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I swear. I don't usually swear, but it's because I've missed my bus. I can see it squeeze through the congested street. The headlamps from millions of cars blind me, they are noisy in a silent way. I frown, looking towards the many people under the bus shelter that huddle on the benches, strangled by woolly jackets. Leaning against the corner of the bus shelter, I make myself comfortable and look down at my watch. That is when I hear the scream.

It's a bloody scream. It's a scream so shrill you can hear the blood drip from the sound waves that ring through the atmosphere. Goosebumps prickle my skin. Each hair on my back quivers. I look around anxiously and see the people under the shelter shiver, their eyes growing big until they fill up their whole face. With pale skin and ears that seem to purposely block out the noise they continue to huddle as if nothing has happened. Maybe it's because they are use to it, they have become immune to screeching. Whatever the reason I decide to ignore the scream too, ignore the high pitched shriek and the blood it shed. I continue to focus on the cold and the people that rush past me.
It's not long before a man dressed in a suit comes over to the the bus shelter and stands behind me. He taps me on the shoulder, and I turn around to see his face as white as fish skin and his eyes the shape of the moon. He says good evening with almost a chuckle and I merely nod in response. I look back at the street but do not feel comfortable, because his breath is stroking the back of my bare neck and I can hear him smile.

“I'm sorry, can I help you?” I ask, turning around. The man behind me giggles with his huge eyes. His smile grows. His fat lips are like huge slabs of raw bacon.

He opens them, “Good evening sir, I was wondering if you could help me out.” When he talks a big, red tongue flops out of his mouth, as if dead.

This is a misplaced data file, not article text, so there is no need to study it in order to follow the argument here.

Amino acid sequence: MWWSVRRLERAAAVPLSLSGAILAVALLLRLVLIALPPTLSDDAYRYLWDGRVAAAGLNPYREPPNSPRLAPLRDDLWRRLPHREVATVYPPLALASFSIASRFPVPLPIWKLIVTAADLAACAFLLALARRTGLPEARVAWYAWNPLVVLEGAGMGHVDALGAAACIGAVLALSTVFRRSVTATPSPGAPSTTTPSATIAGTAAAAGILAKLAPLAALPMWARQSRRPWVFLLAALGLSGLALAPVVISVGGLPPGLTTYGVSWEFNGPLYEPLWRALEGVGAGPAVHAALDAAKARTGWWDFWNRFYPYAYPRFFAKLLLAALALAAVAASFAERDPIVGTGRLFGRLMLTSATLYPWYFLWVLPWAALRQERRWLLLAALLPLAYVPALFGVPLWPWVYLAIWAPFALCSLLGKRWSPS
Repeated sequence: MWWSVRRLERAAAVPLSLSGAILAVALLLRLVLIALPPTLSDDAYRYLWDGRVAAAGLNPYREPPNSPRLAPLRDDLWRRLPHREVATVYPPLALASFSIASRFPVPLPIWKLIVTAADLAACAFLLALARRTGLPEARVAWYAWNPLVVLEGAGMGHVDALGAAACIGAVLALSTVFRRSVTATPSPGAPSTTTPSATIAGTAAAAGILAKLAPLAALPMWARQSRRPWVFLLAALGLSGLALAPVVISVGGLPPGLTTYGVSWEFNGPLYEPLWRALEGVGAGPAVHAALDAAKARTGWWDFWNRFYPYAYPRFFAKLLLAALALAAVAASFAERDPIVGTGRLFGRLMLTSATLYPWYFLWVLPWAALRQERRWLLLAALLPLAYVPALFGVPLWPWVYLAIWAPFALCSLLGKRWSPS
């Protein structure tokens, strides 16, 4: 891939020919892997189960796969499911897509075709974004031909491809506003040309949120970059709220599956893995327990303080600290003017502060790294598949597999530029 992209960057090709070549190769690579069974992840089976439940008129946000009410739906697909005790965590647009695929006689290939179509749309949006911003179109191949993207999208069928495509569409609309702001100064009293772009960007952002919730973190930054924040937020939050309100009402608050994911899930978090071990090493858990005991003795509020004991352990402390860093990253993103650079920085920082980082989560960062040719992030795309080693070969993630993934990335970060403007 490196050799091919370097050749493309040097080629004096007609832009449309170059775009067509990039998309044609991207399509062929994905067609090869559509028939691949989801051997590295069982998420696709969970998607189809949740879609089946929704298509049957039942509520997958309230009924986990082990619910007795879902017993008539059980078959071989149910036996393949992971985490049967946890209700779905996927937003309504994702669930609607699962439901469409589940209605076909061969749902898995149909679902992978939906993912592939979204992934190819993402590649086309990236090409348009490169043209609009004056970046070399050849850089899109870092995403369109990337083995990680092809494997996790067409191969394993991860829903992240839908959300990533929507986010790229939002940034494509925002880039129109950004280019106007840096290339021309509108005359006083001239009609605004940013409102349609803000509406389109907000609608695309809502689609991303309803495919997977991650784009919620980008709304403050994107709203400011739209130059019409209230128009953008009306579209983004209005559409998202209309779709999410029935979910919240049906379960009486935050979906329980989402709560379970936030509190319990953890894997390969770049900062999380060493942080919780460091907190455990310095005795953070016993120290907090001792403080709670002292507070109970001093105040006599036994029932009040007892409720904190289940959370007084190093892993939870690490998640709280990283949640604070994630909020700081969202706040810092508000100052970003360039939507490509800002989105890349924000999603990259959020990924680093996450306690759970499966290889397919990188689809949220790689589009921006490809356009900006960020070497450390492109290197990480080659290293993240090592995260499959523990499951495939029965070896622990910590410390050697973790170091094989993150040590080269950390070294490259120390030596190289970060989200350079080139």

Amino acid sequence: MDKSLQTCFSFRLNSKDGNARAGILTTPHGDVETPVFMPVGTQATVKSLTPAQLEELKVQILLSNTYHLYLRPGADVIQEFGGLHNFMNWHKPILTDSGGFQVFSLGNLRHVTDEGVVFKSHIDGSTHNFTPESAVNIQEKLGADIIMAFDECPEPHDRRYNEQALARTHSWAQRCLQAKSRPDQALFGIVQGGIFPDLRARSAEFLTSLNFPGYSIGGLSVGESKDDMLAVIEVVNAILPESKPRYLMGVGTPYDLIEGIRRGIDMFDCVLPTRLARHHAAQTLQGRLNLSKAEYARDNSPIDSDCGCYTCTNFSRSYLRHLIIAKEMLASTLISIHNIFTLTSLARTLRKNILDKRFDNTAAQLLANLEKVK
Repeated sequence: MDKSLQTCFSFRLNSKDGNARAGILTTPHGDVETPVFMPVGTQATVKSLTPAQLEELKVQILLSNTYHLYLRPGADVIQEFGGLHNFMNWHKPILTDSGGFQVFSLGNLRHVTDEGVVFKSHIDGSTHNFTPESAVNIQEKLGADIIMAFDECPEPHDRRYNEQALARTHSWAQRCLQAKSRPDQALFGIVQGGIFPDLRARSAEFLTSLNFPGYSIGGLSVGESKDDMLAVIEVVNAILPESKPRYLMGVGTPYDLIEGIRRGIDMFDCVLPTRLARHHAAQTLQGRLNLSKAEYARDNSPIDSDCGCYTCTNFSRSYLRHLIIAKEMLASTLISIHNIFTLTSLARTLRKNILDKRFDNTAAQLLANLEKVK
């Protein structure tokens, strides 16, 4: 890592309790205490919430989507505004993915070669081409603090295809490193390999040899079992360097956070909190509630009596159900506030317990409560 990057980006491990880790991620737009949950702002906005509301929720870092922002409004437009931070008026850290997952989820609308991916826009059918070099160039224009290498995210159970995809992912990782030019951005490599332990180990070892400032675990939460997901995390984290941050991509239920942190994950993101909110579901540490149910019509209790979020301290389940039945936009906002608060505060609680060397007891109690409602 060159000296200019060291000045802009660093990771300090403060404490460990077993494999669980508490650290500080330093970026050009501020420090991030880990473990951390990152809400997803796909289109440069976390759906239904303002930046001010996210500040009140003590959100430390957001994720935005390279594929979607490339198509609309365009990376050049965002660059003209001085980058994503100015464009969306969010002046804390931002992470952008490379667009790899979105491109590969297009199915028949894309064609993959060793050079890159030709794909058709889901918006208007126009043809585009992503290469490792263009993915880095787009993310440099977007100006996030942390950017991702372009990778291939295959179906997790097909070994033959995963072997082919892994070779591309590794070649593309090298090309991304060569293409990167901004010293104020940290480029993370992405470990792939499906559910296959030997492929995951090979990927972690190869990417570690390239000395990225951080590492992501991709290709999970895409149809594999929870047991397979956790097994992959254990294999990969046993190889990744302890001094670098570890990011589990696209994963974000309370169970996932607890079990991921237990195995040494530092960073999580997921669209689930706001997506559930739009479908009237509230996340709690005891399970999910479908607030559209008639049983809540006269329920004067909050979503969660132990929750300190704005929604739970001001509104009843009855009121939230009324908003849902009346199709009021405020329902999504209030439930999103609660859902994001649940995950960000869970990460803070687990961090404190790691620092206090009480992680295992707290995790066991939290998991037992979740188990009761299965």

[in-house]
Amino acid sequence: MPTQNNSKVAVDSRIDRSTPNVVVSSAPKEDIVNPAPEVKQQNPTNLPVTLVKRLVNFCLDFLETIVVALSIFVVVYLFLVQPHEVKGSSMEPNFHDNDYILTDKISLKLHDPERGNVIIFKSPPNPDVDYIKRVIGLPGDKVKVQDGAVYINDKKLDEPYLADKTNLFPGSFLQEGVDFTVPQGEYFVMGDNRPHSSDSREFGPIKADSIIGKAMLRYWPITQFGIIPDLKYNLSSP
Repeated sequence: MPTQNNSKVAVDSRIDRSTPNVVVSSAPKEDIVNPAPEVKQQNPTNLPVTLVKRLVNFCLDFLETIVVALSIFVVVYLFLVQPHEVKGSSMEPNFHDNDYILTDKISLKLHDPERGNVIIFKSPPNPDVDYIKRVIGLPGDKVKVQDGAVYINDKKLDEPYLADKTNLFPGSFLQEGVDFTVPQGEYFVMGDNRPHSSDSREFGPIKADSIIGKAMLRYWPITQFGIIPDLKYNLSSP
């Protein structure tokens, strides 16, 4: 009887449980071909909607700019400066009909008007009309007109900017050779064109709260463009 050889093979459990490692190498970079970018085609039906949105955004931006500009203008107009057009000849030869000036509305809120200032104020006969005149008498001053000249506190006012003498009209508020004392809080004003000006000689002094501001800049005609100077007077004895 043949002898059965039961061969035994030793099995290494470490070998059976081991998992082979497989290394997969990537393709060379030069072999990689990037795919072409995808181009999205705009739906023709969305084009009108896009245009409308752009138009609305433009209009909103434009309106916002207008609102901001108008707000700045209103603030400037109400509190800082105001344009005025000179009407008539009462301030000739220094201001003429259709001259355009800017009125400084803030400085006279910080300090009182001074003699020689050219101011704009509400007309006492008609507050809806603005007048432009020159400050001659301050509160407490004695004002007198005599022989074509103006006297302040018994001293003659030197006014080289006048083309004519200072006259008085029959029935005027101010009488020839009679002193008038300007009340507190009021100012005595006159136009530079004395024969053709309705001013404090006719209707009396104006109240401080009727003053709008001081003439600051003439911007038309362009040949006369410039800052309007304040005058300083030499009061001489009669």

I shrug, “What kind of help?”

His eyes grow bigger, insect eyes, alien eyes. “Well I was wondering whether,” he pulls a huge bag from behind him, “you could hold this for a while, until I get back.” He holds the bag up to me.

I take the bag from him and it is very heavy, he says,“This bag actually belongs to my colleague. She is a woman with a scar across her forehead, if you see her would you please give the bag to her instead? If she doesn't come I will be back to retrieve it.”
I look up from the bag in my hands to the man. “Yes, Yes, of course.” I say.

The man thanks me, his tongue still falling out of his mouth and lapping up the corner of his lips, and with another smile he escapes through the sea of people. I swear, I don't usually swear, but it's because I am not the type to do favors.

People keep rushing and people keep coming and going. Buses pull up and their breaks whistle and their wheels creak, but no bus is mine. I look down at the bag that lies at my feet, sigh and then look back at the millions of cars and the dead sky.

Then all of the sudden the ground shakes and quivers. There is a rumble from underneath, the trample of hoofs, the hum of approaching thunder. I hear whistling and yelling and all of a sudden there are policemen coming closer and closer. Everyone under the bus shelter sees them and freezes, their lungs turn to concrete and their flesh to rock. They look away, they start to whimper as men bound forward. I turn back to the sky and the clouds, wondering when I will ever be able to go home.
Then I feel a tap on my shoulder and I turn around. Behind me are three men with hats like rotten meat wrapped around their foreheads and hair plastered to their gray faces. “We are the police.” says one.